It should be noted all samples exhibited adhesion well in excess of what is necessary to achieve Class 90 (FM 1-90) uplift.


Because adhesion of vapor retarders to concrete decks varies, designers should specify vapor retarders after considering vapor retarder adhesion at the time of application and while in service.

Also, manufacturers should incorporate some form of vapor drive conditioning assessment in their product developments and assessments and make that information available to specifiers. The vapor drive conditioning used in this testing is one possible assessment method.

NRCA continues to recommend roof system designers use caution when specifying the installation of membrane roof systems over newly poured normal-weight and lightweight structural concrete roof decks. When adequate dryness of concrete roof decks cannot be reasonably ensured, NRCA recommends a well-adhered, low-perm-rated vapor retarder be specified for installation directly over the concrete roof deck. Then, an adhered or loosely laid ballasted roof system can be specified over the vapor retarder, preferably installed the same day or within several days of vapor retarder installation.

Roof system types that involve mechanical fasteners that would penetrate the vapor retarder should be avoided to ensure vapor retarder performance. The purpose of the vapor retarder is to isolate a concrete deck’s free water within the concrete and minimize the potential for moisture vapor transport into the roof system.

NRCA also maintains its long-standing recommendation that the use of curing and finishing compounds be avoided when placing and finishing structural concrete roof decks as these compounds are known to retard moisture release and can affect adhesion of roofing materials.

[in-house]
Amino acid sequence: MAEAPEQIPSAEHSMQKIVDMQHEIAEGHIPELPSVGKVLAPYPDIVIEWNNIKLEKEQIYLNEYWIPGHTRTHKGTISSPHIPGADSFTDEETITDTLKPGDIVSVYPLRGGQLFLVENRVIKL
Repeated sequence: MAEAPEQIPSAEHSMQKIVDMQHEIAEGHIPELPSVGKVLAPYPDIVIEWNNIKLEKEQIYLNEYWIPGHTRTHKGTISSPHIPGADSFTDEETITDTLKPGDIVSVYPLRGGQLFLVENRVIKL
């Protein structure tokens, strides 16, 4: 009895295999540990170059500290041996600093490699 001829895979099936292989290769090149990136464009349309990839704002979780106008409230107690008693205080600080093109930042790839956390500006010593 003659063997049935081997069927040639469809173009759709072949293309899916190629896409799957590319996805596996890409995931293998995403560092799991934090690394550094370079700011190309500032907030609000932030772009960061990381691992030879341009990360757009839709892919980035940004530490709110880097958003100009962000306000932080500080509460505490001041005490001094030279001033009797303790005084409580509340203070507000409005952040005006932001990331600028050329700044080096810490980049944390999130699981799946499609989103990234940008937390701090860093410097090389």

In addition, NRCA suggests roof system designers minimize the use of materials and products with organic content over concrete roof decks to decrease the potential for microbial growth in the event moisture from a concrete roof deck infiltrates the roof system. Examples of roofing products with organic content include fiberglass-reinforced, cellulosic mat-faced polyisocyanurate; perlite board; and wood fiberboard. Coated, fiberglass mat-faced polyisocyanurate insulation is preferred over fiberglass-reinforced, cellulosic mat-faced polyisocyanurate in concrete roof deck applications.

For reroofing situations over existing concrete roof decks where there is evidence of concrete deck-related moisture problems, NRCA suggests roof system designs similar to those recommended for newly placed concrete roof decks.

Additional information about moisture migration in roof assemblies is provided in the Condensation and Air Leakage Control section of The NRCA Roofing Manual: Architectural Metal Flashing and Condensation and Air Leakage Control. Additional information about concrete roof decks and vapor retarders is provided in Chapter 2—Roof Decks and Chapter 3—Air and Vapor Retarders, respectively, of The NRCA Roofing Manual: Membrane Roof Systems.

NRCA members can download both manuals free from Hard copies also are available to purchase.

MARK S. GRAHAM is NRCA’s vice president of technical services.